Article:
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202 Contrast-Enhanced MRI for high yield detection of left ventricular thrombus – predictors of improved thrombus detection versus echocardiography

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Journal of Cardiovascular Magnetic Resonance200810 (Suppl 1) :A63

https://doi.org/10.1186/1532-429X-10-S1-A63

  • Published:

Keywords

  • Wall Motion
  • Diagnostic Performance
  • Myocardial Scar
  • Wall Motion Score Index
  • Left Ventricular Thrombus

Introduction

Identification of left ventricular thrombus (LVT) affects clinical management of at risk patients. Contrast-enhanced MRI (CE-MRI) identifies LVT based on tissue characteristics and has been validated as a highly sensitive technique that improves LVT detection vs non-contrast echocardiography. However, prior comparative studies were performed without echo contrast agents, which facilitate LVT detection by improving LV cavity delineation.

Purpose

We studied diagnostic performance of contrast (C-ECH) and non-contrast (NC-ECH) echocardiography vs a reference of CE-MRI LVT detection.

Methods

We prospectively enrolled patients referred for CE-MRI to evaluate for LVT. CE-MRI was performed on a 1.5 T scanner using a standard segmented inversion recovery pulse sequence. Both conventional (TI 250–350 msec) and long (600 msec) inversion times were used, with long TI imaging used to selectively null avascular thrombus. NC-ECH and C-ECH were performed within 7 (mean 0.9 ± 1.4) days of CE-MRI. Echo and MRI were interpreted blinded to results of the other modality. LVT were scored for location, volume, and type (intracavitary or mural). Ejection fraction was measured by planimetry of cine-MRI. Cine and CE-MRI were scored via a 17 segment model to quantify wall motion and scar.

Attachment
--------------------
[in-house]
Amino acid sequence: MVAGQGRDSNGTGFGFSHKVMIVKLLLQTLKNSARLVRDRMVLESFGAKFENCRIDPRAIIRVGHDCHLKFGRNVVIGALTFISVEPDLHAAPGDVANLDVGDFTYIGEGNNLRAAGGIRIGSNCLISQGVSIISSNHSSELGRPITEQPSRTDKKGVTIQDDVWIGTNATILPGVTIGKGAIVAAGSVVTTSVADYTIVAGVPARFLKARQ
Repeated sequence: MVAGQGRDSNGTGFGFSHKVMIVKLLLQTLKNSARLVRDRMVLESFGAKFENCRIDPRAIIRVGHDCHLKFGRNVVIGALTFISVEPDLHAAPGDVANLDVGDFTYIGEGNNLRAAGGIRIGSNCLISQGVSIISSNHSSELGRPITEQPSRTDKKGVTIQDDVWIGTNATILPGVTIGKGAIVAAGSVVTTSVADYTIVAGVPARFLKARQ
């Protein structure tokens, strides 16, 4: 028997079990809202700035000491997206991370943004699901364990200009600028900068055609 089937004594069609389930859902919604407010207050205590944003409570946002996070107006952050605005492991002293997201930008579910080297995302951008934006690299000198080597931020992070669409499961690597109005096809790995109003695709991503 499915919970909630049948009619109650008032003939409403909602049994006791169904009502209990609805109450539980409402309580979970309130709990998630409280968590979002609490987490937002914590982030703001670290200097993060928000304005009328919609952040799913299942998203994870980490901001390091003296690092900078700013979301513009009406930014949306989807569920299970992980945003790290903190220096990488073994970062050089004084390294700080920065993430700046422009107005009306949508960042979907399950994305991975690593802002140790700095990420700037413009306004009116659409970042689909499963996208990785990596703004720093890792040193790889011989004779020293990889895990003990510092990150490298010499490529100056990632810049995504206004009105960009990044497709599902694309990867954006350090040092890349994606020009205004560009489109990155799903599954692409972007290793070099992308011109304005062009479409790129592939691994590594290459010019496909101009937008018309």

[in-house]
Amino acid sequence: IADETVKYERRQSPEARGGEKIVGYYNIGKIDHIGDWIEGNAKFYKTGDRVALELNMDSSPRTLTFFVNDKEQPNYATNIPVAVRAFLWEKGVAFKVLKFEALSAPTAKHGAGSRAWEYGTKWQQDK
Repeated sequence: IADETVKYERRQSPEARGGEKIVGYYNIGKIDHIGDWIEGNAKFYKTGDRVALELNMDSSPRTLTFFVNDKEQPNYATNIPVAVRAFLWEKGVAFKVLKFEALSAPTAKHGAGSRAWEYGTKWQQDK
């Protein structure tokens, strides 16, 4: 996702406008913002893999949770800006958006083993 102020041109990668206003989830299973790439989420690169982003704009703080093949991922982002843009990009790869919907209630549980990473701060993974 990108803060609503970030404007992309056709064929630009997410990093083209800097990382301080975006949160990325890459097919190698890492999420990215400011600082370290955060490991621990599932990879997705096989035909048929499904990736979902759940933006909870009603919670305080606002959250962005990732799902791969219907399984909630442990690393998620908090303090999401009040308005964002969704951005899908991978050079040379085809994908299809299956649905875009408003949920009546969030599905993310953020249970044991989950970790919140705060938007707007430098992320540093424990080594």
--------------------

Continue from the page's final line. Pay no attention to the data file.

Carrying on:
Results

116 patients underwent both MRI and echocardiography (age 62 ± 13, 90% CAD, NYHA 2.0 ± 0.8). CE-MRI identified LVT in 25 patients (22%). 84% of LVT were apically located; 68% were intracavitary. All LVT were adjacent to myocardial scar. Pts with LVT by CE-MRI had larger transmural scar size (26 vs 16% LV segments, p = 0.001), lower EF (29% vs 40%, p = 0.001), and higher wall motion score index (2.3 vs 1.6, p < 0.01) than patients without LVT. In multivariable analysis, both percent transmural scar (OR 1.28, CI 1.05–1.56, p = 0.02) and EF (OR 0.95, CI 0.91–0.98, p < 0.01) were independent predictors of LVT. Using CE-MRI as a reference, sensitivity was nearly 2-fold higher (p < 0.01) and there was a trend towards improved specificity (p = 0.07) with C-ECH vs NC-ECH (Table 1). However, C-ECH did not detect 32% of LVT identified by CE-MRI. LVT missed by C-ECH were more likely to be mural (p < 0.01). Apically located LVT were more likely to be missed when small (0.9 vs 4.1 cm3, p < 0.05) while detection of non-apical LVT was independent of size.

Table 1

Among a broad at-risk patient cohort, contrast-enhanced MRI provided improved left ventricular thrombus detection versus contrast and non-contrast echocardiography. Left ventricular thrombus is typically detected by contrast-enhanced MRI but missed by echocardiography when mural in shape or small in volume.

Left Ventricular Thrombus Detected by CE-MRI (n = 25)

Echo Performance

Sensitivity

Specificity

Accuracy

Positive Predictive Value

Negative Predictive Value

Contrast echo

68% (17/25)

98% (89/91)

91% (106/116)

89% (17/19)

92% (89/97)

Non-contrast echo

36% (9/25)

91% (83/91)

79% (92/116)

53% (9/17)

84% (83/99)

Conclusion

CE-MRI identifies LVT that are undetected by echocardiography. While echo contrast improves diagnostic performance for LVT, a substantial number of LVT identified by CE-MRI are undetected by C-ECH. LVT missed by C-ECH are typically mural in shape or, if apical, small in volume.

Authors’ Affiliations

(1)
Weill Medical College of Cornell University, New York, NY, USA
(2)
Duke University Medical Center, Durham, NC, USA

Copyright

© Ross et al; licensee BioMed Central Ltd. 2008

This article is published under license to BioMed Central Ltd.

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